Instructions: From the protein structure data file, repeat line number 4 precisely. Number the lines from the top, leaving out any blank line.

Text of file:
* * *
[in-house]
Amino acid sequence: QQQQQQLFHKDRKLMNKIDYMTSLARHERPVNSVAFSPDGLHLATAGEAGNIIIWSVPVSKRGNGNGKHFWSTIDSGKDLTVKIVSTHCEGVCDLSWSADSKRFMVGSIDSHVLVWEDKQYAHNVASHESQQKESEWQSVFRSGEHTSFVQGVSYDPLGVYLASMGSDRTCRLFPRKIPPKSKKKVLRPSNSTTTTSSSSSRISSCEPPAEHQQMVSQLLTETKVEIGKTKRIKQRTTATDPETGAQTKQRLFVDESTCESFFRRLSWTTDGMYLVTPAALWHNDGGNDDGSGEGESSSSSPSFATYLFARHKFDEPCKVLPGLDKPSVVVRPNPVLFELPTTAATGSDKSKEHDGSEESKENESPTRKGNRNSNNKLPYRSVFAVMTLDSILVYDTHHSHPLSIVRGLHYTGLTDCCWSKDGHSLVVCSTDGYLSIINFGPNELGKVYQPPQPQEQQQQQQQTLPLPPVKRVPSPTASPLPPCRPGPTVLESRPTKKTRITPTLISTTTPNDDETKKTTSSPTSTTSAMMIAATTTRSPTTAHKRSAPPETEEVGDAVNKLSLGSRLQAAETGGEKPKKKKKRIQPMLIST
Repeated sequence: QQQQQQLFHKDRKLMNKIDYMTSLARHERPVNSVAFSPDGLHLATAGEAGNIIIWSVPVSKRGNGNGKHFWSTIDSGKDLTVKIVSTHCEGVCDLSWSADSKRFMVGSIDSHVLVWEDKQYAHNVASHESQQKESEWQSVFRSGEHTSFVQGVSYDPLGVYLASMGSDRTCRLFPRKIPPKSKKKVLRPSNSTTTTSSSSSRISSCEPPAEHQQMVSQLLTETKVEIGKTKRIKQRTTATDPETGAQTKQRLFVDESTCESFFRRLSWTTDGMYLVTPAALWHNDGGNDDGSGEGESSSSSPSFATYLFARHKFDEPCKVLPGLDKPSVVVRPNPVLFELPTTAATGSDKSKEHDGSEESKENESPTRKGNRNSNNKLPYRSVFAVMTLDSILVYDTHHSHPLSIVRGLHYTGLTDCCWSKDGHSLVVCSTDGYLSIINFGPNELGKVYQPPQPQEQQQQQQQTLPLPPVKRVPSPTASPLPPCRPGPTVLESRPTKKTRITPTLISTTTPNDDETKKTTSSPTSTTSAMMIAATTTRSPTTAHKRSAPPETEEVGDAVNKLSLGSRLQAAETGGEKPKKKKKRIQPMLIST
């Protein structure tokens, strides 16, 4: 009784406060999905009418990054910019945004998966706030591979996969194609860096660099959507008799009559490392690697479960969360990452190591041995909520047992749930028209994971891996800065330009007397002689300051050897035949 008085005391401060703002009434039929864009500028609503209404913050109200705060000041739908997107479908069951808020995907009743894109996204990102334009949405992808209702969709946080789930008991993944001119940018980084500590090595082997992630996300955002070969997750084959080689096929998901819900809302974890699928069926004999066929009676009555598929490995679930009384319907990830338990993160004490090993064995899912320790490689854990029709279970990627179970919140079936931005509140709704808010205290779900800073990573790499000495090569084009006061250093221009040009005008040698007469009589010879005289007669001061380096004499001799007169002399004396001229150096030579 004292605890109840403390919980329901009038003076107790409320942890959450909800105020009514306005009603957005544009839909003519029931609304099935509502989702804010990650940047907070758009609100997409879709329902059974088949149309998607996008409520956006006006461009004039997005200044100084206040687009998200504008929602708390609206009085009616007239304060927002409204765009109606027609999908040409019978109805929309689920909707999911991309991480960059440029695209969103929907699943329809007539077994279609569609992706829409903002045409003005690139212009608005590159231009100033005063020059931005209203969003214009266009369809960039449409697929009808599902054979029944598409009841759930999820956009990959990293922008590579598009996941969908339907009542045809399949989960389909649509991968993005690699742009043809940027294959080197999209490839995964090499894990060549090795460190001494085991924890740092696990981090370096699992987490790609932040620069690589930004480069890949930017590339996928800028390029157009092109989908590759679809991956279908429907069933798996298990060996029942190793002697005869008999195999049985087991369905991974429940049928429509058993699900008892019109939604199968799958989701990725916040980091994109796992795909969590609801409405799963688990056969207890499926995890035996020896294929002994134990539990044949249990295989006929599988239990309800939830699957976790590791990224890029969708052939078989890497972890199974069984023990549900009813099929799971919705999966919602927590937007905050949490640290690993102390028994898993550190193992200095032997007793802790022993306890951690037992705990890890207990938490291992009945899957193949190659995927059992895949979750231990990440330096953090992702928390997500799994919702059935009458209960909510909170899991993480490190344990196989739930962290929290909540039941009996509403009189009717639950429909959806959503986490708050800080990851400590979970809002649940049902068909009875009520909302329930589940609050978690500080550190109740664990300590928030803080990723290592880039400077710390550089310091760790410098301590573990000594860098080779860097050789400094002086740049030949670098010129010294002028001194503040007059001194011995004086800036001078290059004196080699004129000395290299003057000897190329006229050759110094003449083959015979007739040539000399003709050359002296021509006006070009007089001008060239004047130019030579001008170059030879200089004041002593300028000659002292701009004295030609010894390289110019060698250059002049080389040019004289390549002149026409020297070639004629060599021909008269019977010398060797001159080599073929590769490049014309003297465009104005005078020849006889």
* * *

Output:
């Protein structure tokens, strides 16, 4: 009784406060999905009418990054910019945004998966706030591979996969194609860096660099959507008799009559490392690697479960969360990452190591041995909520047992749930028209994971891996800065330009007397002689300051050897035949 008085005391401060703002009434039929864009500028609503209404913050109200705060000041739908997107479908069951808020995907009743894109996204990102334009949405992808209702969709946080789930008991993944001119940018980084500590090595082997992630996300955002070969997750084959080689096929998901819900809302974890699928069926004999066929009676009555598929490995679930009384319907990830338990993160004490090993064995899912320790490689854990029709279970990627179970919140079936931005509140709704808010205290779900800073990573790499000495090569084009006061250093221009040009005008040698007469009589010879005289007669001061380096004499001799007169002399004396001229150096030579 004292605890109840403390919980329901009038003076107790409320942890959450909800105020009514306005009603957005544009839909003519029931609304099935509502989702804010990650940047907070758009609100997409879709329902059974088949149309998607996008409520956006006006461009004039997005200044100084206040687009998200504008929602708390609206009085009616007239304060927002409204765009109606027609999908040409019978109805929309689920909707999911991309991480960059440029695209969103929907699943329809007539077994279609569609992706829409903002045409003005690139212009608005590159231009100033005063020059931005209203969003214009266009369809960039449409697929009808599902054979029944598409009841759930999820956009990959990293922008590579598009996941969908339907009542045809399949989960389909649509991968993005690699742009043809940027294959080197999209490839995964090499894990060549090795460190001494085991924890740092696990981090370096699992987490790609932040620069690589930004480069890949930017590339996928800028390029157009092109989908590759679809991956279908429907069933798996298990060996029942190793002697005869008999195999049985087991369905991974429940049928429509058993699900008892019109939604199968799958989701990725916040980091994109796992795909969590609801409405799963688990056969207890499926995890035996020896294929002994134990539990044949249990295989006929599988239990309800939830699957976790590791990224890029969708052939078989890497972890199974069984023990549900009813099929799971919705999966919602927590937007905050949490640290690993102390028994898993550190193992200095032997007793802790022993306890951690037992705990890890207990938490291992009945899957193949190659995927059992895949979750231990990440330096953090992702928390997500799994919702059935009458209960909510909170899991993480490190344990196989739930962290929290909540039941009996509403009189009717639950429909959806959503986490708050800080990851400590979970809002649940049902068909009875009520909302329930589940609050978690500080550190109740664990300590928030803080990723290592880039400077710390550089310091760790410098301590573990000594860098080779860097050789400094002086740049030949670098010129010294002028001194503040007059001194011995004086800036001078290059004196080699004129000395290299003057000897190329006229050759110094003449083959015979007739040539000399003709050359002296021509006006070009007089001008060239004047130019030579001008170059030879200089004041002593300028000659002292701009004295030609010894390289110019060698250059002049080389040019004289390549002149026409020297070639004629060599021909008269019977010398060797001159080599073929590769490049014309003297465009104005005078020849006889």